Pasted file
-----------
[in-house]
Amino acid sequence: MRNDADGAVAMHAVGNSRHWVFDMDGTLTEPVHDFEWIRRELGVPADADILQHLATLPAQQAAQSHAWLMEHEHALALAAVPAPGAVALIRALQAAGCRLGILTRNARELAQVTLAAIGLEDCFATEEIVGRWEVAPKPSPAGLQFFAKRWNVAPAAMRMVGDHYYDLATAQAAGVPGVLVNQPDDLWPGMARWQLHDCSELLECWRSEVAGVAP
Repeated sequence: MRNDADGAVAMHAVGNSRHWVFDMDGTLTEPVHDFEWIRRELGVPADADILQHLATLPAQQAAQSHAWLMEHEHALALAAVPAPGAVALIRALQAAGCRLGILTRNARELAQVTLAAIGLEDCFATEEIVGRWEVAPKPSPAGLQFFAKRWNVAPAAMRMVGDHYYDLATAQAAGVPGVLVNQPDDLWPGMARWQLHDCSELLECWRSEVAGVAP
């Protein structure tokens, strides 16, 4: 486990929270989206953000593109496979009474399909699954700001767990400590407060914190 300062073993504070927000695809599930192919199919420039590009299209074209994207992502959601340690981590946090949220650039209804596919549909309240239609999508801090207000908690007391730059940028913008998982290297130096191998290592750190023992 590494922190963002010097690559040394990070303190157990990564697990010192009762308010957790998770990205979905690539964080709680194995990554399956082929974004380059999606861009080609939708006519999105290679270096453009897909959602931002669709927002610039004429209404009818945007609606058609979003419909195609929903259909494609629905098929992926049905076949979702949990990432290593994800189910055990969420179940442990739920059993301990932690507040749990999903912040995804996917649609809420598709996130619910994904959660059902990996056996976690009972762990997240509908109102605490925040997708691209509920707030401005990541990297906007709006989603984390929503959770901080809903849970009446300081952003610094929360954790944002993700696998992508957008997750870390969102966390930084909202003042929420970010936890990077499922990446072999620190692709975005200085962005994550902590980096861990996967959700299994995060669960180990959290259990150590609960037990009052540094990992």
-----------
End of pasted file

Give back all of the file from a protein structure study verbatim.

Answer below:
[in-house]
Amino acid sequence: MRNDADGAVAMHAVGNSRHWVFDMDGTLTEPVHDFEWIRRELGVPADADILQHLATLPAQQAAQSHAWLMEHEHALALAAVPAPGAVALIRALQAAGCRLGILTRNARELAQVTLAAIGLEDCFATEEIVGRWEVAPKPSPAGLQFFAKRWNVAPAAMRMVGDHYYDLATAQAAGVPGVLVNQPDDLWPGMARWQLHDCSELLECWRSEVAGVAP
Repeated sequence: MRNDADGAVAMHAVGNSRHWVFDMDGTLTEPVHDFEWIRRELGVPADADILQHLATLPAQQAAQSHAWLMEHEHALALAAVPAPGAVALIRALQAAGCRLGILTRNARELAQVTLAAIGLEDCFATEEIVGRWEVAPKPSPAGLQFFAKRWNVAPAAMRMVGDHYYDLATAQAAGVPGVLVNQPDDLWPGMARWQLHDCSELLECWRSEVAGVAP
């Protein structure tokens, strides 16, 4: 486990929270989206953000593109496979009474399909699954700001767990400590407060914190 300062073993504070927000695809599930192919199919420039590009299209074209994207992502959601340690981590946090949220650039209804596919549909309240239609999508801090207000908690007391730059940028913008998982290297130096191998290592750190023992 590494922190963002010097690559040394990070303190157990990564697990010192009762308010957790998770990205979905690539964080709680194995990554399956082929974004380059999606861009080609939708006519999105290679270096453009897909959602931002669709927002610039004429209404009818945007609606058609979003419909195609929903259909494609629905098929992926049905076949979702949990990432290593994800189910055990969420179940442990739920059993301990932690507040749990999903912040995804996917649609809420598709996130619910994904959660059902990996056996976690009972762990997240509908109102605490925040997708691209509920707030401005990541990297906007709006989603984390929503959770901080809903849970009446300081952003610094929360954790944002993700696998992508957008997750870390969102966390930084909202003042929420970010936890990077499922990446072999620190692709975005200085962005994550902590980096861990996967959700299994995060669960180990959290259990150590609960037990009052540094990992």